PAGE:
6. It does indeed make sense that at least a basic level of business training is given, but I would hate for it to be at the expense of producing independent thinking, quality photographers with a sense of purpose to their work. Depending on which part of the industry you pursue, the basics of the business side of freelancing are not especially complex and I think a substantial application of common sense will deliver far more bang with a little guidance than an in depth business course will deliver without it.

    The 'business' side of my college course was bizarre, more like a two term course in basic economics that took in stock markets, government borrowing and national budgets, but left out book keeping and marketing. But my main photographic tutors, both seasoned freelancers, hammered into us from day one the unswerving ethos of quality, commitment, inspiration, comprehension of the brief and the absolute resolution to get the prints/scans to the client by their (frequently tight) deadlines with no ifs ands or buts. Essentially; never forget who pays the bills or why.

    In 25 years of successfully (and very, very profitably) working in the industry, I have shown a portfolio to a prospective client on only one occasion, to a lead picked up at my end of year show. All subsequent work has come from the network built from that first contact, usually calls or emails from associates or acquaintances of a client who have seen my recent published work in my clients office - in other words word of mouth. While I certainly wouldn't recommend it to a college leaver as 'plan A', the reason it has worked for me (healthy dose of luck aside) is a total commitment to producing the best and most 'fresh' work I possibly can, to the brief (and offering alternatives), on time, on budget, taking on as much of the end-to-end production and logistics as I can in-house. But by doing all of these and making the clients life as painless as possible, you get the holy grail that keeps the ball rolling; trust and loyalty, and through those more work. The same ethos has worked well for many (but not all) of those I graduated with, and has led us in the end to often different places photographically than where we started. Perhaps it wouldn't work in the modern era, but I certainly wouldn't exchange the photographic education I did get for a course that left me as qualified to be a salesman as a photographer.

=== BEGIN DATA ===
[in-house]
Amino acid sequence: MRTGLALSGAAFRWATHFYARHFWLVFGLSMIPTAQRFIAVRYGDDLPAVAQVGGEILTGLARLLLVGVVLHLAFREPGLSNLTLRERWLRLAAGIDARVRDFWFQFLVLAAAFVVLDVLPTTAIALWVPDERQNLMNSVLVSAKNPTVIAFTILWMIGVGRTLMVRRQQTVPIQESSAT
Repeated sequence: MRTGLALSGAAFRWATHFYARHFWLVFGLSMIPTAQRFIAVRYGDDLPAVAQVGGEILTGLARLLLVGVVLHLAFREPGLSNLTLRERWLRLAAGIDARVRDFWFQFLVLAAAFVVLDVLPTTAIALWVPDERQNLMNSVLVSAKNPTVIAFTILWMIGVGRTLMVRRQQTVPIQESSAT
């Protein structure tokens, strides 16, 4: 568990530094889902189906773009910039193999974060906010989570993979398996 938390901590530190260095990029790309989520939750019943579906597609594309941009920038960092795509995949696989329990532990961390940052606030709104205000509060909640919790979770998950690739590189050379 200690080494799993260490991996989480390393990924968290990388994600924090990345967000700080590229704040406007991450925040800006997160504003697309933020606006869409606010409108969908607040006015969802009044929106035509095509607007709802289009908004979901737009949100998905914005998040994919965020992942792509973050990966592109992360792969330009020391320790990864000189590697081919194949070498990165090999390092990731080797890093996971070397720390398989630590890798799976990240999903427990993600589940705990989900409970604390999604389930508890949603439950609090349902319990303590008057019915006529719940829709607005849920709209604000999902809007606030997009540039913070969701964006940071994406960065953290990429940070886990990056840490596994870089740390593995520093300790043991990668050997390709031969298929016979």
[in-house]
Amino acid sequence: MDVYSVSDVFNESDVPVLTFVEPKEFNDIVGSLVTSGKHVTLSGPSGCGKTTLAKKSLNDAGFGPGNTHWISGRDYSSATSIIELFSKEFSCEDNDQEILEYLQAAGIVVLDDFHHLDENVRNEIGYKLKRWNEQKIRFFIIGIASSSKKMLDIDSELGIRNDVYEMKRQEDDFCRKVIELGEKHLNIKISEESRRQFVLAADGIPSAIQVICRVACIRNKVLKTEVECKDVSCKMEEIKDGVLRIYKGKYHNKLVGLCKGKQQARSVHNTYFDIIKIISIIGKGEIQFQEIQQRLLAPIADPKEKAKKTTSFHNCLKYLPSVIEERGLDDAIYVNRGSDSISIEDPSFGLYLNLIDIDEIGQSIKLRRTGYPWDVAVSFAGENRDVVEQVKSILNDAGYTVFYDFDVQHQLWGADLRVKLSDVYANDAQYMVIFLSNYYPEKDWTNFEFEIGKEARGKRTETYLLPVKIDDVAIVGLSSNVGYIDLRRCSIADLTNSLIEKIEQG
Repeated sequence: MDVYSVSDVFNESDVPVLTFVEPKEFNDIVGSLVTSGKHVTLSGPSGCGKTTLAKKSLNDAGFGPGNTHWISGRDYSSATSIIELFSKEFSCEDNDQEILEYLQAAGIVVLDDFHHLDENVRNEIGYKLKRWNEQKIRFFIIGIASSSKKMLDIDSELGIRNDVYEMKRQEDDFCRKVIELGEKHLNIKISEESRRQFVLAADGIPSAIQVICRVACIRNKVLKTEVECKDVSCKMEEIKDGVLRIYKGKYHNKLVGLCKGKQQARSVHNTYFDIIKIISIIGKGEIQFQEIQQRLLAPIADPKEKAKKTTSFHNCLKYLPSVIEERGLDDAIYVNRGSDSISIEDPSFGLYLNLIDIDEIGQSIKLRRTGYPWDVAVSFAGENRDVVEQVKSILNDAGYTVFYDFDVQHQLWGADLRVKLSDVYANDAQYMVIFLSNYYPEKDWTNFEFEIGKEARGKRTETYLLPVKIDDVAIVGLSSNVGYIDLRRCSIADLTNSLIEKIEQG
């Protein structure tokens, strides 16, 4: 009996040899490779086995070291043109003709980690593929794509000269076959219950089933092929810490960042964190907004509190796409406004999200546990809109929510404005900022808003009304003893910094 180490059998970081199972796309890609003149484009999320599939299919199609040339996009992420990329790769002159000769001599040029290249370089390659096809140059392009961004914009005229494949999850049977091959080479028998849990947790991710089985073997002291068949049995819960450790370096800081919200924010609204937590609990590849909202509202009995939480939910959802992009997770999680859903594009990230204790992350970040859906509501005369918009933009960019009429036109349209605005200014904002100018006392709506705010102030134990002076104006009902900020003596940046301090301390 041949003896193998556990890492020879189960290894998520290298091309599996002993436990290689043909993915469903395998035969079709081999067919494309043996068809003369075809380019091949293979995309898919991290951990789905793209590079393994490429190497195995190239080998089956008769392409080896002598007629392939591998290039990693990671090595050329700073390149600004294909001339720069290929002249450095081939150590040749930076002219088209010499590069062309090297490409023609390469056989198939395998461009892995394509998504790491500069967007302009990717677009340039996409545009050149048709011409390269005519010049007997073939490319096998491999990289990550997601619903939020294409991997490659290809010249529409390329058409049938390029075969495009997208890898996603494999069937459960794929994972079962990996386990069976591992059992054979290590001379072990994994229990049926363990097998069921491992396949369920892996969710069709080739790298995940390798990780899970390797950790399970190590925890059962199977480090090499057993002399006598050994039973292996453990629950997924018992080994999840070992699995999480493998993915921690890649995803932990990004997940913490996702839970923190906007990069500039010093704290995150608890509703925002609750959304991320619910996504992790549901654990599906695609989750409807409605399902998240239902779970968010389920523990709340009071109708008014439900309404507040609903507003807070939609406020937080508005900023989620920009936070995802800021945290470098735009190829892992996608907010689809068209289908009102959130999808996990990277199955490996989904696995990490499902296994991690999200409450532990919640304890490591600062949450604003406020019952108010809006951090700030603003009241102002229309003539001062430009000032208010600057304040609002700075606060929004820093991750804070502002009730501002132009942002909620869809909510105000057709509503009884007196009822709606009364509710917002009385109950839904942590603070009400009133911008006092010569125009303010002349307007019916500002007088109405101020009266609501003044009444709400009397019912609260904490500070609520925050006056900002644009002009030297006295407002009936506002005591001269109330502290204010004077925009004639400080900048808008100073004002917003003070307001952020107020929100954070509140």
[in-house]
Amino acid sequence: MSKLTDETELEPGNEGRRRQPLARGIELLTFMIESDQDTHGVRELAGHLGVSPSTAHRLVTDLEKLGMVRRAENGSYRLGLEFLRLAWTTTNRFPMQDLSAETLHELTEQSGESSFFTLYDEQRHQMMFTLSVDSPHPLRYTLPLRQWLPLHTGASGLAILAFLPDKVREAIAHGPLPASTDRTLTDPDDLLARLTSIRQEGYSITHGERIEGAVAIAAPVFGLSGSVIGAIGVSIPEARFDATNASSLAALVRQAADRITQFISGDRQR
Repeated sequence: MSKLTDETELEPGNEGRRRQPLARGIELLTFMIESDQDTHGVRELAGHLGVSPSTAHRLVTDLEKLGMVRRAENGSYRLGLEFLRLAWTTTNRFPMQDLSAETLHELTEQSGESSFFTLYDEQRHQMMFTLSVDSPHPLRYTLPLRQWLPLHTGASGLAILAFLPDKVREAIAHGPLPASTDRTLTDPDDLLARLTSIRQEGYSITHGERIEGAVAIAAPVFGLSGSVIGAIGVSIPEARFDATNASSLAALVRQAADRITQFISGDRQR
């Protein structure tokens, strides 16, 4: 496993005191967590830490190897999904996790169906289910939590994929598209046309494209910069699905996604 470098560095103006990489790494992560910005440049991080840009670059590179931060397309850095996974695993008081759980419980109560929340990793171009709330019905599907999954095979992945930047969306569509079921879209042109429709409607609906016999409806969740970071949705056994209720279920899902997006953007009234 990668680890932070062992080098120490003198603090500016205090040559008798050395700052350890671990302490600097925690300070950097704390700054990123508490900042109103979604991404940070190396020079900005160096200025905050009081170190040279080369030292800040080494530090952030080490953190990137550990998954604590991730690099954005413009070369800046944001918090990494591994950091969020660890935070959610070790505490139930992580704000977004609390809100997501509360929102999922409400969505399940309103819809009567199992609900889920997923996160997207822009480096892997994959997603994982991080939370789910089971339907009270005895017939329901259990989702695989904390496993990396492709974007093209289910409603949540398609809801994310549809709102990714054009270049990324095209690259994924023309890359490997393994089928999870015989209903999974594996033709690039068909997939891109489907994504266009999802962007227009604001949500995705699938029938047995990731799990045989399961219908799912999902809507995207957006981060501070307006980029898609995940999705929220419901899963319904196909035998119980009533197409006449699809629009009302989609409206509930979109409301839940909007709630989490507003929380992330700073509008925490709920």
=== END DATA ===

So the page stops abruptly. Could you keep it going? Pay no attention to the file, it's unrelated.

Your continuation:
7. ive always said photography is the easy part

  8. I just discovered this site and appreciate the discussions. After 25 years running a commercial studio I am now teaching Photography at a local Technical College, offering a 2 year AAS degree in Commercial or Wedding/Portrait Photography. We have one dedicated class called The Business of Photography. We deal with pricing, estimating, insurance, copyright, contracts, marketing, sales,social media, attitude, motivation... About half way through the class someone always asks "Is there any good news about the photography business?" I truly believe that the 2 year technical schools offer an intensive REALISTIC view of how to break into the business. Our schools missions statement is to prepare students for the workforce in an ever changing global economy. We start out with about 60 new students every fall. After 2 years about 15 graduate and 3 years after that about 2-3 are making a living from their photography and 5 are doing it part time, and I tell this to my students.